In this paper, the autolysis process of
, a variety of endogenous enzyme, was investigated systematically by analyzing changes in physicochemical parameters in autolysate, surface morphology and the internal structure of the yeast cells. As an explicit conclusion, the arisen autolysis depended on the pH and the optimal pH was found to be 5.5. Based on the experimental data and the characteristics of mycelia morphology, a hypothesis is put forward that simple proteins in yeast vacuolar are firstly degraded for utilization, and then more membrane-bound proteins are hydrolyzed to release hydrolytic enzymes, which arouse an enzymatic reaction to induce the collapse of the cell wall into the cytoplasm.
Yeast extract (YE) contains plenty of amino acids, peptides, nucleotides, B-complex vitamins, biotin and other nutrients, which is an important mixed nutrient source widely used in microbial fermentation, food industry, pharmaceutical industry and feed industry, etc
. Yeast autolysis is an effective technology for producing yeast extract.
Nowadays, international researchers mainly focus on adding exogenous enzymes [such as papain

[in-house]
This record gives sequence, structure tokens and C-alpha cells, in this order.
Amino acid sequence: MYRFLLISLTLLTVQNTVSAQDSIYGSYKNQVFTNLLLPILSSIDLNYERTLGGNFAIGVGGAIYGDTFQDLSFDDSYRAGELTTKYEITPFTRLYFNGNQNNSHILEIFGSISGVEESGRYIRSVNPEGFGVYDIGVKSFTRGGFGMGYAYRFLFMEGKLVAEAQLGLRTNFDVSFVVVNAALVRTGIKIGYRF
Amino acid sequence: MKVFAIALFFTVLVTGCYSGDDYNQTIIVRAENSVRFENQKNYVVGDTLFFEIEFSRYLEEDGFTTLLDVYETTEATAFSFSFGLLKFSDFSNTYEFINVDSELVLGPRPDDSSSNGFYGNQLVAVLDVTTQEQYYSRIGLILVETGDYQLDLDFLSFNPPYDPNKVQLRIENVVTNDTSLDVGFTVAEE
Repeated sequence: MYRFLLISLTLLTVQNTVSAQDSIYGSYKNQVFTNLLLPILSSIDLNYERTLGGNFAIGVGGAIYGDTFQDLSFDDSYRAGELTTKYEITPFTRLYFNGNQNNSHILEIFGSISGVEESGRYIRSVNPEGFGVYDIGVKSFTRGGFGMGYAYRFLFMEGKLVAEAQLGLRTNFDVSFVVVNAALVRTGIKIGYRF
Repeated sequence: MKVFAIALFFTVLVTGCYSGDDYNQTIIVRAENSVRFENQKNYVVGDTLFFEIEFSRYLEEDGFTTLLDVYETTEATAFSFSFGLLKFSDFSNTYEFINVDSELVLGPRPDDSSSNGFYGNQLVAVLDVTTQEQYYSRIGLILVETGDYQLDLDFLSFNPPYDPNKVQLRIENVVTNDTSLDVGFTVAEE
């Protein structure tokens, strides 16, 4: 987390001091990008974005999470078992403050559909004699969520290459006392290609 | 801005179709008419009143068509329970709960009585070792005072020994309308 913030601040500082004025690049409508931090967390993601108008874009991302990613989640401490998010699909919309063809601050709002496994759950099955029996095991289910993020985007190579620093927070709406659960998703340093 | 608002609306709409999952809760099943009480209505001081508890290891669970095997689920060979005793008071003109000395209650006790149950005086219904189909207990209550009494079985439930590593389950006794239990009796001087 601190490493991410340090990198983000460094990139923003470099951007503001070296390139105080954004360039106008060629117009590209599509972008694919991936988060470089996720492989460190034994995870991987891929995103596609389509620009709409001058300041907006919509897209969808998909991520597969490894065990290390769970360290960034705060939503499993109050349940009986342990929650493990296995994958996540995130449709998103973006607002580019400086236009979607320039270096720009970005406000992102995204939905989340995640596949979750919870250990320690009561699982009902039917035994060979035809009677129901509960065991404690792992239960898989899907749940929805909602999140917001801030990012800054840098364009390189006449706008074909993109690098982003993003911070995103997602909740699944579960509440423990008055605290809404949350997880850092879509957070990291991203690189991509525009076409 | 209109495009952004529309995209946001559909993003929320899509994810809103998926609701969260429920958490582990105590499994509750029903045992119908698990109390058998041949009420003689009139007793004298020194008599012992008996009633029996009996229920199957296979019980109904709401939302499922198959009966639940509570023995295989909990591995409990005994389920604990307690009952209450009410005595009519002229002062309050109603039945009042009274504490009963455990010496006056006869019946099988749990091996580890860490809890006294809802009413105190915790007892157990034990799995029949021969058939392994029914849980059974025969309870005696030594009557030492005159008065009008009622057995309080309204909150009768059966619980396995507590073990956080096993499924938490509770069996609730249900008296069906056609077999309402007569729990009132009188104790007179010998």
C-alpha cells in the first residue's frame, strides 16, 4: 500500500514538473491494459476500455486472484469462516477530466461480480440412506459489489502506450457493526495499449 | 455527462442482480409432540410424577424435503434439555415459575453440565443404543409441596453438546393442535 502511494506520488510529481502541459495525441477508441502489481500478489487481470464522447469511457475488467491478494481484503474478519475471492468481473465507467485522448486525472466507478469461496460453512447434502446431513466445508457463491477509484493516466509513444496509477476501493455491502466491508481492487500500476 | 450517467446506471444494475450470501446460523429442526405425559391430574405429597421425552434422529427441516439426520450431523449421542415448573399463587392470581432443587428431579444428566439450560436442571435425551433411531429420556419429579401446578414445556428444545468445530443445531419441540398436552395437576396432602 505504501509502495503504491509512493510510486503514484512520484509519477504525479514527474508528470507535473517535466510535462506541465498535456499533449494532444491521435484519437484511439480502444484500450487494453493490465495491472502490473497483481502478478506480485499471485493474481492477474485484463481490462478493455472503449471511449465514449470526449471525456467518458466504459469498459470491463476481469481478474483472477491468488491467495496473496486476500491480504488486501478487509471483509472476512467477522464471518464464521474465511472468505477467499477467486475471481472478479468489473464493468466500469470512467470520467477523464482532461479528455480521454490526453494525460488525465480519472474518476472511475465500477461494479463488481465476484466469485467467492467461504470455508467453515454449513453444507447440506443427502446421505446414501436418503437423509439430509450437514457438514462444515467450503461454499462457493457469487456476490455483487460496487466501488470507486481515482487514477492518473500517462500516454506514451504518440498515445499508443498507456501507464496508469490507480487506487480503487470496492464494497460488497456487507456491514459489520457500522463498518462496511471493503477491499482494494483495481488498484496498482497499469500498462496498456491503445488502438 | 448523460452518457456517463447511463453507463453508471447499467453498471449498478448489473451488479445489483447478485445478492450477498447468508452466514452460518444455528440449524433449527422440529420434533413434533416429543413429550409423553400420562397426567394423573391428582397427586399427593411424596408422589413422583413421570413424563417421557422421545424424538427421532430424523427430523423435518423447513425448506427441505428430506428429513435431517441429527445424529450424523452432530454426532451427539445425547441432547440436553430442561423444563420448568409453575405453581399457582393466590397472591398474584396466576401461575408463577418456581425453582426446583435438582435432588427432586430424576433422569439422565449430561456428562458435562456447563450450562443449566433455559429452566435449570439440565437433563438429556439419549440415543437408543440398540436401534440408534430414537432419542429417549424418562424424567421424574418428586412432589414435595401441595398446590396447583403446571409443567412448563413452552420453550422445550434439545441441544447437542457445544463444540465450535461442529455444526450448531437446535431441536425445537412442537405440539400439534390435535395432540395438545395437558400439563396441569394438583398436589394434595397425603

, and lysozyme
to help increasing the biodegradation of macromolecular nutrient substances in yeast cells or nonpolar organic solvents (such as toluol, chloroform, ethyl acetate or amyl acetate) or inorganic salts (such as sodium chloride)
to accelerate autolysis. Though most of them have obtained better results by carrying out one of above methods, the negative impact due to adding these foreign objects cannot be ignored. On one hand, adding exogenous enzymes not only could add the cost but also increase risk of deterioration due to microbial contamination during processing
. On the other hand, adding solvents and sodium chloride are undesirable when yeast autolysate is intended for food products, even though adding these can induce rapid autolysis, it is unavoidable to prevent contamination and high concentrations which are harmful to health especially for hypertensive patients
It should be noted that the dual requirements for a high solids yield and an acceptable composition in a yeast extract are somewhat contradictory: yeast extracts usually require a higher nitrogen (free amino acids and short peptides) content both in food-grade applications for the taste